This year’s Four Days in May at the Dayton Hamvention was full of sights to see. One amazing little piece of amateur engineering was Rich Meiss, WB9LPU’s “QuadraBug”, a mechanical key in the spirit of the Vibroplex Bug, but with fully automatic keying of both dits and dahs. (A bug has automatic dits, but manual dahs.)
Tom Perrera has put together a nice overview of Rich’s keys, starting from simple straight keys and working up to novel automatic keys like this.
My mechanical skills are limited. I have a lot of respect for those who can imagine and construct fine machines like this.
At this year’s Dayton Hamvention, I attended the Four Days In May QRP event put on by QRP-ARCI. A number of projects were on display, including this transceiver.
Carl Herbert, AA2JZ designed and built this 40m transceiver, drawing on the NW8020 as a source of inspiration. It uses NE602 mixers and two PIC microcontrollers, and includes a keyer and a frequency counter.
I was impressed by Carl’s tidy Manhattan-style assembly technique, in which small pieces of copperclad board (PCB material) are glued down and used as points to which wires and component leads are soldered. Most impressive is that he used the same technique for the chips. Carl must have a lot of patience to be able to position the little “nibbles” of copperclad at 0.1″ spacing to take the IC leads.
A few weeks ago, I went to the Four Days In May event at the Dayton Hamvention, and brought back some pictures of the cool projects I saw.
Glenn Hazen, N8WE, brought his 20 meter transceiver project to show-and-tell night. The radio’s receiver uses a Softrock Lite II downconverter with a laptop running a software-defined-radio (SDR) application. The transmitter is a 200 mW Morse code transmitter. That’s the code key on the right.
A few weeks ago, I went to the Dayton Hamvention and the accompanying QRP event, Four Days In May (FDIM). QRP-ARCI always puts on a good program for FDIM, with a full day conference on Thursday, the day before Hamvention opens, and evening events Thursday, Friday, and Saturday.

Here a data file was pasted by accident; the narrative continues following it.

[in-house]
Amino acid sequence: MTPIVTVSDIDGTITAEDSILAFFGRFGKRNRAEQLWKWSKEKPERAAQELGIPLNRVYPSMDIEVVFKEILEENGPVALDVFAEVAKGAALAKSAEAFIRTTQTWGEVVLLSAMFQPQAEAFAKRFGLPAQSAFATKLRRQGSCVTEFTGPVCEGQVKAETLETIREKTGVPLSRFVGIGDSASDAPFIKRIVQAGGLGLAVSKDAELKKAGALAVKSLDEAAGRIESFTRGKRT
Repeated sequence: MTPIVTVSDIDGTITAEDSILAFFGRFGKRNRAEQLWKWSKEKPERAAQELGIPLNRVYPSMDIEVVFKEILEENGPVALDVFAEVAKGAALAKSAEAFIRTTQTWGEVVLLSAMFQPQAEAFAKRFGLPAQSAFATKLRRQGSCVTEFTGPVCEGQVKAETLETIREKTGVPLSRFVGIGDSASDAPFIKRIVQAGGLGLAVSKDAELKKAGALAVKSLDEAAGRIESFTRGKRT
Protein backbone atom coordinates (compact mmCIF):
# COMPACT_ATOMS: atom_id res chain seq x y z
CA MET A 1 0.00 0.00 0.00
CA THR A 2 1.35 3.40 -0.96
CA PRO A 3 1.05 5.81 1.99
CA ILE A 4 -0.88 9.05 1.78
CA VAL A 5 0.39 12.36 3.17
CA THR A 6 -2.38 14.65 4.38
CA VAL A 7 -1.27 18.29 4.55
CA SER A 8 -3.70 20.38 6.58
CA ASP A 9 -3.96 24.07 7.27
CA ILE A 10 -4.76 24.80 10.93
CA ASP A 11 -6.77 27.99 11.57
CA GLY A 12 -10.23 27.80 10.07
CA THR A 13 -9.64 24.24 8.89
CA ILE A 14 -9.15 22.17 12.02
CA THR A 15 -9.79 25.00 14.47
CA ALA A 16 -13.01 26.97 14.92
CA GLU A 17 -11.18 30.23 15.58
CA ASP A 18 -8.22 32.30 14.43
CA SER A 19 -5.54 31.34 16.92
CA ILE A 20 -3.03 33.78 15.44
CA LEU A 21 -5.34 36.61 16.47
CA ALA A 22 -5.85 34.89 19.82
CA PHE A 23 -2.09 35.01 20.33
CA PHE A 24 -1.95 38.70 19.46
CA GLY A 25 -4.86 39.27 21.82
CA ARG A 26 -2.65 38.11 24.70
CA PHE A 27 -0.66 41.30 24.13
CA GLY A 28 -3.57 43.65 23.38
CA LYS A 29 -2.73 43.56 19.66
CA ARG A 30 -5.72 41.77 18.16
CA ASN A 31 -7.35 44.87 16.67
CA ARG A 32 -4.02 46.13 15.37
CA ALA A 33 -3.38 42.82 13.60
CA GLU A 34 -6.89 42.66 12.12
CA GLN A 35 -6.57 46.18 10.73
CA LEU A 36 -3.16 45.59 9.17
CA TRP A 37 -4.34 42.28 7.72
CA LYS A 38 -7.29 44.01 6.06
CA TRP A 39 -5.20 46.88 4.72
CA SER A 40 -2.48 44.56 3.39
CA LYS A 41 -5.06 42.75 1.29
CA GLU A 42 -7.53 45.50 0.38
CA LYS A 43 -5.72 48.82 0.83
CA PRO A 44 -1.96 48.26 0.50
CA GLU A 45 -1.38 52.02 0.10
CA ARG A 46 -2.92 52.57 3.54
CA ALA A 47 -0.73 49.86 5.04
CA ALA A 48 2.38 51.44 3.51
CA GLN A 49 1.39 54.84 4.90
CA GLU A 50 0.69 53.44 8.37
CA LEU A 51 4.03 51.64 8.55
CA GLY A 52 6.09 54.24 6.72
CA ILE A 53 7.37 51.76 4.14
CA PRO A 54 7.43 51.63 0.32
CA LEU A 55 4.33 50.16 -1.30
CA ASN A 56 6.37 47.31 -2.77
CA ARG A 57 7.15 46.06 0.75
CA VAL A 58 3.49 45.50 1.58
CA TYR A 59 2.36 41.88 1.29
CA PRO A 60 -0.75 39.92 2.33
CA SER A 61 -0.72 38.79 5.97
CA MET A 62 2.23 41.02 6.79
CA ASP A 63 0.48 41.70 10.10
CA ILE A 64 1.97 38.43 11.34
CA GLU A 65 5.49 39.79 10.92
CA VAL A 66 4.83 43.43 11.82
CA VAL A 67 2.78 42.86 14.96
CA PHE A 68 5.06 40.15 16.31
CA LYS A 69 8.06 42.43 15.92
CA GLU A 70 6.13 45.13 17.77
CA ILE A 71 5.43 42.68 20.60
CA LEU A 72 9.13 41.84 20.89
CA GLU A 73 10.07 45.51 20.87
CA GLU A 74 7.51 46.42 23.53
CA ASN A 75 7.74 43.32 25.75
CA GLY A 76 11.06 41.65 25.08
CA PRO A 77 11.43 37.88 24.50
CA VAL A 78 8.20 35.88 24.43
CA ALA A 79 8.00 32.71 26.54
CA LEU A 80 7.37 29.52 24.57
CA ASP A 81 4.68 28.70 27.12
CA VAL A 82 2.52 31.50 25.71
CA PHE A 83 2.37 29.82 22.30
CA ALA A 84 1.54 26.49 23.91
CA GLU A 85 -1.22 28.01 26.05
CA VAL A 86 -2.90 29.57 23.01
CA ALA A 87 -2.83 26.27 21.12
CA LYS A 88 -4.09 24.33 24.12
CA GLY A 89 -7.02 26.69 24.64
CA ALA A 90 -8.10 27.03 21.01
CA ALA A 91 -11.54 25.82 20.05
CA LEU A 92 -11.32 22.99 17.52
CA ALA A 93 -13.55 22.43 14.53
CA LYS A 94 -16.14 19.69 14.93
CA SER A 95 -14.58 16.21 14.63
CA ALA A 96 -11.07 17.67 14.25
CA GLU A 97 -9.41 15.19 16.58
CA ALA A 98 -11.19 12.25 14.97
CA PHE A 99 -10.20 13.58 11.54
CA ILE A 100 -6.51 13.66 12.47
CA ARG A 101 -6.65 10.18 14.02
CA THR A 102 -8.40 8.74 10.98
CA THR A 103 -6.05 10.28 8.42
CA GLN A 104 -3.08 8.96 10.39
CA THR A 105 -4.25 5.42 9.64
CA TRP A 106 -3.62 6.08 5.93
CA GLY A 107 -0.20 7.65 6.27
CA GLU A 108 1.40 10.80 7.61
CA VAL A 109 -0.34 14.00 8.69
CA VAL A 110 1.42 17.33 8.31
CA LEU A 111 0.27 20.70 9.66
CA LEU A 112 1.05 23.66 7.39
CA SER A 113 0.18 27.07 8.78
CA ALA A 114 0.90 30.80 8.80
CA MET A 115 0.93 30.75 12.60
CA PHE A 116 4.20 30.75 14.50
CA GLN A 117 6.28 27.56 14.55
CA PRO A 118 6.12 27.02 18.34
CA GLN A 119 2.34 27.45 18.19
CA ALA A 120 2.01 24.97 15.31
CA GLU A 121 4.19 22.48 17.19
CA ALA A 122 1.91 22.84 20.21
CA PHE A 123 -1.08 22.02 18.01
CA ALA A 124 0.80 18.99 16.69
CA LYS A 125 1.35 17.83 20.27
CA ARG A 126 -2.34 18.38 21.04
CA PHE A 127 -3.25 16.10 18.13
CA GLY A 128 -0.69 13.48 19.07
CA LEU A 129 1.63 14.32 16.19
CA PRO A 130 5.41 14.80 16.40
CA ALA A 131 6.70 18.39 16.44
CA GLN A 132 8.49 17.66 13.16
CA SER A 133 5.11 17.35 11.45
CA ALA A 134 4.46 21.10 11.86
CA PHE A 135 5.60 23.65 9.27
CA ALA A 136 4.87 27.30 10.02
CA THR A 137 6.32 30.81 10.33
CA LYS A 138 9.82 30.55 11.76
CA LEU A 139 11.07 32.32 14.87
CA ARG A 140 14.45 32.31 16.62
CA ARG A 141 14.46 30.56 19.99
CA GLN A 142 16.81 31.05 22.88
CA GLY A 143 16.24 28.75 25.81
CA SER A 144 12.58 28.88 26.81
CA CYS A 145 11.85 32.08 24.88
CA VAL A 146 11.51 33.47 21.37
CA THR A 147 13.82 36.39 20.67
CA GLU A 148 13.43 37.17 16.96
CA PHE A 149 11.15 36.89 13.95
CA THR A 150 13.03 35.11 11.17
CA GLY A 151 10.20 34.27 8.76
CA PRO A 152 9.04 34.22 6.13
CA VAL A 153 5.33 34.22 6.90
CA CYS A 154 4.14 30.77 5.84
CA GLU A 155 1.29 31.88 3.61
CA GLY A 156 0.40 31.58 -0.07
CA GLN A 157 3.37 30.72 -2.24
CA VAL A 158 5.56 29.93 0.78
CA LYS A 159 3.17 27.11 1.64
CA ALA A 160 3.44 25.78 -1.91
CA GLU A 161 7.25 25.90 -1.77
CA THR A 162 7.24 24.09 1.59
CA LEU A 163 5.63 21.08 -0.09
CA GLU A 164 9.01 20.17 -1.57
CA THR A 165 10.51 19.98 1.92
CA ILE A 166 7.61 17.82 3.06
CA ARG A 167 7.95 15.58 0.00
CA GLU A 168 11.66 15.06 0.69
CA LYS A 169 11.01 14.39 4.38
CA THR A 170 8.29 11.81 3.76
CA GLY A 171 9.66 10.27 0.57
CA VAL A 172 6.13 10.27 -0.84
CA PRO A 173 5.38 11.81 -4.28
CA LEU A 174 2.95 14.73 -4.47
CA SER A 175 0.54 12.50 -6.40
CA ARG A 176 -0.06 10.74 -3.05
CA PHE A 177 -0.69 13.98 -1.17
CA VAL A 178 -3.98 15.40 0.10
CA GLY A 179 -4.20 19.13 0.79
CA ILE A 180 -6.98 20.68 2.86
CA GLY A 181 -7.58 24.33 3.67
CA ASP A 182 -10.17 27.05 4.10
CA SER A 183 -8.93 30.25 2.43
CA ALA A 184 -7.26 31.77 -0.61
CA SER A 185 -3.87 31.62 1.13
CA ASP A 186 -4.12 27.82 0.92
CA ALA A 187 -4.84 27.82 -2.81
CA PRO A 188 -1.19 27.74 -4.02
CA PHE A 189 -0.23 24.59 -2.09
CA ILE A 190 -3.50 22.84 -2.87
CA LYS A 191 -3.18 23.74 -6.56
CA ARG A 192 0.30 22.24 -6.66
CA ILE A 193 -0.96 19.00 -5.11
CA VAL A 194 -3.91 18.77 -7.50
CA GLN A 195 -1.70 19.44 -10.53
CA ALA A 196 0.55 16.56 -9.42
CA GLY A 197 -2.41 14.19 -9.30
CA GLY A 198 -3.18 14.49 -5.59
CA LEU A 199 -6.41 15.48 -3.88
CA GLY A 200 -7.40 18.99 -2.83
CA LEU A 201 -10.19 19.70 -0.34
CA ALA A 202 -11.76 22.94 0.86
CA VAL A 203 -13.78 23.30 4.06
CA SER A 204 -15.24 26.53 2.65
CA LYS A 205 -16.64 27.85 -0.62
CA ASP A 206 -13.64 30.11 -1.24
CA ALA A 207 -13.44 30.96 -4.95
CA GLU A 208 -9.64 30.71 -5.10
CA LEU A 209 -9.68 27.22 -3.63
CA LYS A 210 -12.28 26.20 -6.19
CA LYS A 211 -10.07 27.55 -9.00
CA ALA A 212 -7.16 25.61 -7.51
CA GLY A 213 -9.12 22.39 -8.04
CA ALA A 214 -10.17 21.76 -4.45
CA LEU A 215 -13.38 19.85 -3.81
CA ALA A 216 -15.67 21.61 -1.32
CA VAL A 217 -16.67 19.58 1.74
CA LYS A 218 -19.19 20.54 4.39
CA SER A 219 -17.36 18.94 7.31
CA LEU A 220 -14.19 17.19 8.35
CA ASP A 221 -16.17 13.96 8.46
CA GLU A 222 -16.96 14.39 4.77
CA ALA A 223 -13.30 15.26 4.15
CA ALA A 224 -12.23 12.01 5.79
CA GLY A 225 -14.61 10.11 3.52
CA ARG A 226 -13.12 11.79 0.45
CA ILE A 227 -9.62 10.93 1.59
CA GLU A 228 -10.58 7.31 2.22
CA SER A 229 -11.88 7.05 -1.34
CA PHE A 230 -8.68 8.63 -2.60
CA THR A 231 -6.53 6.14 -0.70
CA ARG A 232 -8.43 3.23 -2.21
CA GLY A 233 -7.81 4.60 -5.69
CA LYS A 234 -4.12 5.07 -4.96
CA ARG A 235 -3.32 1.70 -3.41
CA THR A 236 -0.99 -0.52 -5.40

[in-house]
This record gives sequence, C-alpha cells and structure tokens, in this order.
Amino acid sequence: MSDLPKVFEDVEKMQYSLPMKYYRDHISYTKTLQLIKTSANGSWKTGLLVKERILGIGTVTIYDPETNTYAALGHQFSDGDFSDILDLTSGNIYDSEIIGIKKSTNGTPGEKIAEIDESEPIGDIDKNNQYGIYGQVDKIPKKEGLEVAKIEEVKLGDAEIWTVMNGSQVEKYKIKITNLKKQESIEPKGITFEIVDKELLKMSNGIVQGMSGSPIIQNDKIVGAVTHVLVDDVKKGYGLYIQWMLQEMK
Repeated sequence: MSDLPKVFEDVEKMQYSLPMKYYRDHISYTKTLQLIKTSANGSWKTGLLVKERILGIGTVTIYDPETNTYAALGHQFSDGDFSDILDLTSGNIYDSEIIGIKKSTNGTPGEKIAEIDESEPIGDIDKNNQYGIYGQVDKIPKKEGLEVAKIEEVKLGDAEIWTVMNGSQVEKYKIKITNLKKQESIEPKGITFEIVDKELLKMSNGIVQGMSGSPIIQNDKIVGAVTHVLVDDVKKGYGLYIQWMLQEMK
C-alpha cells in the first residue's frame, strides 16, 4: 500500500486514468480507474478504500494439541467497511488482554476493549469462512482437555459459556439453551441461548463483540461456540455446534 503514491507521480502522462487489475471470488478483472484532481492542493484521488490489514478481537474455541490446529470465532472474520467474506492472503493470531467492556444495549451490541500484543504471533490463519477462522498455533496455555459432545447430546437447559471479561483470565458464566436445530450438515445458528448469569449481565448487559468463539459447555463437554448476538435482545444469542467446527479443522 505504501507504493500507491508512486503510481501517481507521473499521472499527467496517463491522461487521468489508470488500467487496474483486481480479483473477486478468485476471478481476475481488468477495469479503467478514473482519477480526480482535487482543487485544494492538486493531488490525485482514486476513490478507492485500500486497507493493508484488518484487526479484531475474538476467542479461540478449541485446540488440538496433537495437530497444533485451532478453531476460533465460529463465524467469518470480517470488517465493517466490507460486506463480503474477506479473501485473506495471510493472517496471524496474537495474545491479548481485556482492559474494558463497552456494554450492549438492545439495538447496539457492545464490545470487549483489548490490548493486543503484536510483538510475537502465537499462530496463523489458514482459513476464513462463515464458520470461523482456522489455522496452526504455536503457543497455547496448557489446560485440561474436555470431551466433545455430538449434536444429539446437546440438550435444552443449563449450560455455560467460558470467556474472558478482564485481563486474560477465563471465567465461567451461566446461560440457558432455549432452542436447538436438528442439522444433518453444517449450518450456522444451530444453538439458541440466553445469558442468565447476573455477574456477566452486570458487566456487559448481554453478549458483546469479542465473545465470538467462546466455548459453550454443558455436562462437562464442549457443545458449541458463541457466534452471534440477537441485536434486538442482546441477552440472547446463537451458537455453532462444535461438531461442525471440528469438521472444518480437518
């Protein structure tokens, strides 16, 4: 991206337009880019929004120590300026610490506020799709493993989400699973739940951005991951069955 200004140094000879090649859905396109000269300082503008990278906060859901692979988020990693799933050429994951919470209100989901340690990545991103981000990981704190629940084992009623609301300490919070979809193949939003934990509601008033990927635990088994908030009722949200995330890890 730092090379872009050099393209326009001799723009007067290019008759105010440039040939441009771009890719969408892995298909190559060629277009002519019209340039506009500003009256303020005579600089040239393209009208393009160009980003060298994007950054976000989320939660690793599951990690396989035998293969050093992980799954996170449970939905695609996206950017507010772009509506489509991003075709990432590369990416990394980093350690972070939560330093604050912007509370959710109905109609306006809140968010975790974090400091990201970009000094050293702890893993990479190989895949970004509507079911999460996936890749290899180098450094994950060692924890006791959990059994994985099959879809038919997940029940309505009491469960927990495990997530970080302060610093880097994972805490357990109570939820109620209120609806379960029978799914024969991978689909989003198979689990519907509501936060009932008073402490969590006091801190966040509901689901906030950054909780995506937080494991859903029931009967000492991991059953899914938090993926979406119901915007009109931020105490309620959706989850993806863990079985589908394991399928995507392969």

Among the evening events are a show-and-tell night and a building contest night. Show-and-tell is open to anyone to bring a QRP-related project to share, whether finished or work-in-progress. The building contest has had varying rules over the years, but this year it had several categories, including kit-built radios, scratch-built radios, and station accessories. Judging was by audience ballot.
I forgot about show-and-tell night and regretted it. The FPGA morse code keyer would have fit right in.
I took some photos and notes from the evening events and will be sharing them over the next few weeks.
First up is HamOS. Rich Gordon KD0BJT and Brady AC0XR were demonstrating this Linux-based operating system and handing out CD-R’s as fast as they could burn them. HamOS is a GNU/Linux distribution focusing on ham radio, with a variety of radio applications pre-installed. I can’t find a download link for HamOS, but hopefully that will be rectified soon.
Rich was lucky enough to get the “BJT” (Bipolar Junction Transistor) acronym in his call — and it looks like it is sequentially assigned, not vanity!
Rich and Brady also produce the lowSWR podcast, to which I have just subscribed.